Friday, March 23, 2018

Accepted Dishonesty, Donald Trump and "The Way We Live Now"

by Nomad


My Escape

Like a lot of you, I often feel overstressed and despondent witnessing the daily tribulations in Washington. It's impossible to remain cheerful and glib in times like this.
No matter how much I tell myself that these grim hours will pass, that the nation in time will recover from all of the things Trump is doing and that we as a nation will be stronger as a result of this national calamity, it is nevertheless a depressing time.
From time to time, for the sake of our emotional well-being, we all need some kind of escapism. I am no different.

Lately, I have retreated to the costume dramas of the mid- to late- Victorian age. You know what I mean. BBC and PBS stuff. I've done all of the Jane Austen stuff and waded through all of the adaptions of Elizabeth Gaskell novels.

The British do these things very well, with impressive sets and sumptuous costuming and splendid acting. In a dreamlike way, these dramas excel at taking me to another place and time. 
Oh yes, sometimes the plots are a bit on the silly side and you find yourself thinking "If only he would just come out and say that he loves her.." or "If only she had read the letter before throwing into the fire."
In these period pieces, there are always a few overly-polite people saying and doing preposterous things and making themselves miserable. Somehow things turn out okay in the end. I need that kind of reassurance at the moment. 

At least, it kept me from thinking about whether Trump will kill all of the elephants or launch a first-strike on country X based on a Fox and Friends' tip.
This escapist remedy seemed to be working..right up until the other day.

"The Way We Live Now"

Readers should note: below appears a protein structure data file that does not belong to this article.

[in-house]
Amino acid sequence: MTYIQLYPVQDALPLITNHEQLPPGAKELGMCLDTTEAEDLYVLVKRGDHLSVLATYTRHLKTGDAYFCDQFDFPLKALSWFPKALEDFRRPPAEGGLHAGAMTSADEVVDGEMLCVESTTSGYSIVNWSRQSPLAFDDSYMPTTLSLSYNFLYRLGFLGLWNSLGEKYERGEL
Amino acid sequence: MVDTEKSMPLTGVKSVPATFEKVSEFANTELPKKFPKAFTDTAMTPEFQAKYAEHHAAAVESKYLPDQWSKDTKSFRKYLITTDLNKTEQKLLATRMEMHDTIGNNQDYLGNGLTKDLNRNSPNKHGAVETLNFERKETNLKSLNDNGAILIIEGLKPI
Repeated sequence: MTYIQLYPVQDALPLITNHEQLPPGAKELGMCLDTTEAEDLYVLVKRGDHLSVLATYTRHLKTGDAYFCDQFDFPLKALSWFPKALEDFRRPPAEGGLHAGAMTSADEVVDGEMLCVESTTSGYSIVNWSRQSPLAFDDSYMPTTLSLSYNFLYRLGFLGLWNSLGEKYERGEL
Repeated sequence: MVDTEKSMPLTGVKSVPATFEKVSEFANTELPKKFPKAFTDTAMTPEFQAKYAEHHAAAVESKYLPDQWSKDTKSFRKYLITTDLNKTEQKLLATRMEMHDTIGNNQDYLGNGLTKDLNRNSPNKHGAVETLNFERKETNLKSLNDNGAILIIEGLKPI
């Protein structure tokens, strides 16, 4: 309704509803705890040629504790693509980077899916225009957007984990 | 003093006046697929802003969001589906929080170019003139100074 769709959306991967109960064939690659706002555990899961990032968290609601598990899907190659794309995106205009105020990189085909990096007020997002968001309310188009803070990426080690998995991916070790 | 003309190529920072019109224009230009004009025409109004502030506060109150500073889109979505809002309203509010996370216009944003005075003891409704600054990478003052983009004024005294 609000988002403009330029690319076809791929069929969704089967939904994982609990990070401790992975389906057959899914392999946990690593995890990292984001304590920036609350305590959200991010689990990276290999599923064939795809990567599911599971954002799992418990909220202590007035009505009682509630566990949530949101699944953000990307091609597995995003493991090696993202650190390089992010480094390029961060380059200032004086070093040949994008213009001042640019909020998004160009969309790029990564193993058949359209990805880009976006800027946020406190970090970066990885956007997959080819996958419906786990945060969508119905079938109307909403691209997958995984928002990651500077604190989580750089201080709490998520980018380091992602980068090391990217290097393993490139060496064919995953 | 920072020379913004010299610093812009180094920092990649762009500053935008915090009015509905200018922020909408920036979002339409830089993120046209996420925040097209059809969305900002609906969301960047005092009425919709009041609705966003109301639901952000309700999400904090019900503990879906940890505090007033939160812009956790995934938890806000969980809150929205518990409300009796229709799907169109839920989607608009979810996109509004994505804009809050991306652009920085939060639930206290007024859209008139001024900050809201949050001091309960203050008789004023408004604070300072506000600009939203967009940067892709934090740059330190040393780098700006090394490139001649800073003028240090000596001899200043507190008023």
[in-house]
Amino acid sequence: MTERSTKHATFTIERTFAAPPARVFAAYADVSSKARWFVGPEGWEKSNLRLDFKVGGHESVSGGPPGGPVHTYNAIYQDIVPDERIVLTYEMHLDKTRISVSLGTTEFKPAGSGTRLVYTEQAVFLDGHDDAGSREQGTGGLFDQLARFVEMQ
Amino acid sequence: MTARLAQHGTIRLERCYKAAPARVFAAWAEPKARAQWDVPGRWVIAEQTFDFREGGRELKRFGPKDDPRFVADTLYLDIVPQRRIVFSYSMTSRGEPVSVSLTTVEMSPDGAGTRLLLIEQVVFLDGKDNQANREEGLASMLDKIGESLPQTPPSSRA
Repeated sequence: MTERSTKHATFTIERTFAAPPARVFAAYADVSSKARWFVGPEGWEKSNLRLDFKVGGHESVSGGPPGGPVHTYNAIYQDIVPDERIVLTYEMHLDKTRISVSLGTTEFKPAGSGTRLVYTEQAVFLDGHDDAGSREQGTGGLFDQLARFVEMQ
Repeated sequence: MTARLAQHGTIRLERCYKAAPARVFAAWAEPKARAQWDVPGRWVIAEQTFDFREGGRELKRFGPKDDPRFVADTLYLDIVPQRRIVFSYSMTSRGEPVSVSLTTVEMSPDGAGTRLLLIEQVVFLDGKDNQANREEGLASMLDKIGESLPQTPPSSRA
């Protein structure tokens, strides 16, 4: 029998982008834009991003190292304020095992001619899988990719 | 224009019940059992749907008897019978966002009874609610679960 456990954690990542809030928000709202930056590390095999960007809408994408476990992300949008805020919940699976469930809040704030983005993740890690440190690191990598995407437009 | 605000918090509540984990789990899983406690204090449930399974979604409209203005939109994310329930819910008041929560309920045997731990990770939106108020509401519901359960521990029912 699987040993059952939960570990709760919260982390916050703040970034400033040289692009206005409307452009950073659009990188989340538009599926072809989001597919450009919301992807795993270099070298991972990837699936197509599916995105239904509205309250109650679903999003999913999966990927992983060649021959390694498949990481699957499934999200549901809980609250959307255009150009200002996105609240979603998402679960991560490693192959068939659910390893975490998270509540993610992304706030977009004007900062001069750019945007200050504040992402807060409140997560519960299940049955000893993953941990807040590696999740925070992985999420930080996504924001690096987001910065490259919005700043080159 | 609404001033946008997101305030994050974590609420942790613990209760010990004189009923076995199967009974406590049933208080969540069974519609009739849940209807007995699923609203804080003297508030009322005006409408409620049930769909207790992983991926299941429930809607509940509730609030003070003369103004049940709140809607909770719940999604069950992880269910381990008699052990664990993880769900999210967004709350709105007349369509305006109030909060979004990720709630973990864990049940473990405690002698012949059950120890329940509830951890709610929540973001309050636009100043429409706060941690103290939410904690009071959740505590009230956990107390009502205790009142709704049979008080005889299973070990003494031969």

After tackling about four of these dramas, I found an adaption of a novel I hadn't heard of before. In 2001, the BBC produced a costume drama based on a book by Anthony Trollope entitled "The Way We Live Now." 
The original novel was published in London in 1875 and appeared in serialized form. It was, Wikipedia notes, "one of the last significant Victorian novels to have been published in monthly parts."

The plot is fairly straightforward. It's the story of a mysterious and decidedly shifty financier named Augustus Melmotte, played by David Suchet. (If he looks a bit familiar it's because Suchet is also famous for playing Agatha Christie's famous detective Hercule Poirot.) 

Melmotte and his daughter, Marie, blow into London from places unknown like a whirlwind. There are just enough rumors about the man to make him socially enticing and fashionable yet there's not enough accurate information about them to make the wise conservative types wary of him.
"Wasn't there a scandal of some kind in Vienna years back?"

The Way We Live NowMelmotte is a master at offering the world a respectable appearance. A major part of that is having the right address and filling his home full of shiny things.

Another factor is who you know or rather, who wants to know you. He surrounds himself with decadent aristocrats.a collection of scheming nouveau riche businessmen and loyal staff who know more than they can say. All of them are quite willing to accept Melmotte at face value with blank-check credit.